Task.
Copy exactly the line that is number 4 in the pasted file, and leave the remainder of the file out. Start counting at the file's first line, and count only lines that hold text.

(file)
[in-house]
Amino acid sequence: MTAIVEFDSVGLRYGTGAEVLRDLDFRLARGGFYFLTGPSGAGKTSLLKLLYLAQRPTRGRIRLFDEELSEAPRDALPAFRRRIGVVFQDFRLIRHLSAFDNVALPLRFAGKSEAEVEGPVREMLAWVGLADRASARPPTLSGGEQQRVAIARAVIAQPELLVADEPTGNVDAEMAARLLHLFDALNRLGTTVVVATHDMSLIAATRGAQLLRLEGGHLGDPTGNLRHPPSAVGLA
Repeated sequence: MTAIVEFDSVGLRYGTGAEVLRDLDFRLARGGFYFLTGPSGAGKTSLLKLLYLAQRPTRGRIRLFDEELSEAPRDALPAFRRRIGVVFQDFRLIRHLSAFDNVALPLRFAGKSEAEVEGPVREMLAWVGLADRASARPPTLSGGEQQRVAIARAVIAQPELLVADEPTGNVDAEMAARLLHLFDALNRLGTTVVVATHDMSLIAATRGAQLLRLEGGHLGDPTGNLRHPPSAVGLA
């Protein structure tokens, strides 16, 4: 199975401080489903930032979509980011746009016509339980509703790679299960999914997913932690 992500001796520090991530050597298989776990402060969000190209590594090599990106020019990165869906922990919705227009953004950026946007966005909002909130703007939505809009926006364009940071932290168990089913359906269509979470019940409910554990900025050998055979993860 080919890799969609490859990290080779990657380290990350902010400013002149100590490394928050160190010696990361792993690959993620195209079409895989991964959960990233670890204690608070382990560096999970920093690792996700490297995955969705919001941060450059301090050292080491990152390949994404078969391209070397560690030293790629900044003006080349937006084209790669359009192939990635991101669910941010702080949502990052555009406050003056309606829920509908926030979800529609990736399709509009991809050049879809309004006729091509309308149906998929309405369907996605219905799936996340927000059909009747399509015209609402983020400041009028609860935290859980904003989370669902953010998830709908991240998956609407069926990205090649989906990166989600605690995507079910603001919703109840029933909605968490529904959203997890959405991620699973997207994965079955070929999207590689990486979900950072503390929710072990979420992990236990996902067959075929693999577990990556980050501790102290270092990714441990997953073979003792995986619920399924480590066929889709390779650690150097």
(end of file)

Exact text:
């Protein structure tokens, strides 16, 4: 199975401080489903930032979509980011746009016509339980509703790679299960999914997913932690 992500001796520090991530050597298989776990402060969000190209590594090599990106020019990165869906922990919705227009953004950026946007966005909002909130703007939505809009926006364009940071932290168990089913359906269509979470019940409910554990900025050998055979993860 080919890799969609490859990290080779990657380290990350902010400013002149100590490394928050160190010696990361792993690959993620195209079409895989991964959960990233670890204690608070382990560096999970920093690792996700490297995955969705919001941060450059301090050292080491990152390949994404078969391209070397560690030293790629900044003006080349937006084209790669359009192939990635991101669910941010702080949502990052555009406050003056309606829920509908926030979800529609990736399709509009991809050049879809309004006729091509309308149906998929309405369907996605219905799936996340927000059909009747399509015209609402983020400041009028609860935290859980904003989370669902953010998830709908991240998956609407069926990205090649989906990166989600605690995507079910603001919703109840029933909605968490529904959203997890959405991620699973997207994965079955070929999207590689990486979900950072503390929710072990979420992990236990996902067959075929693999577990990556980050501790102290270092990714441990997953073979003792995986619920399924480590066929889709390779650690150097």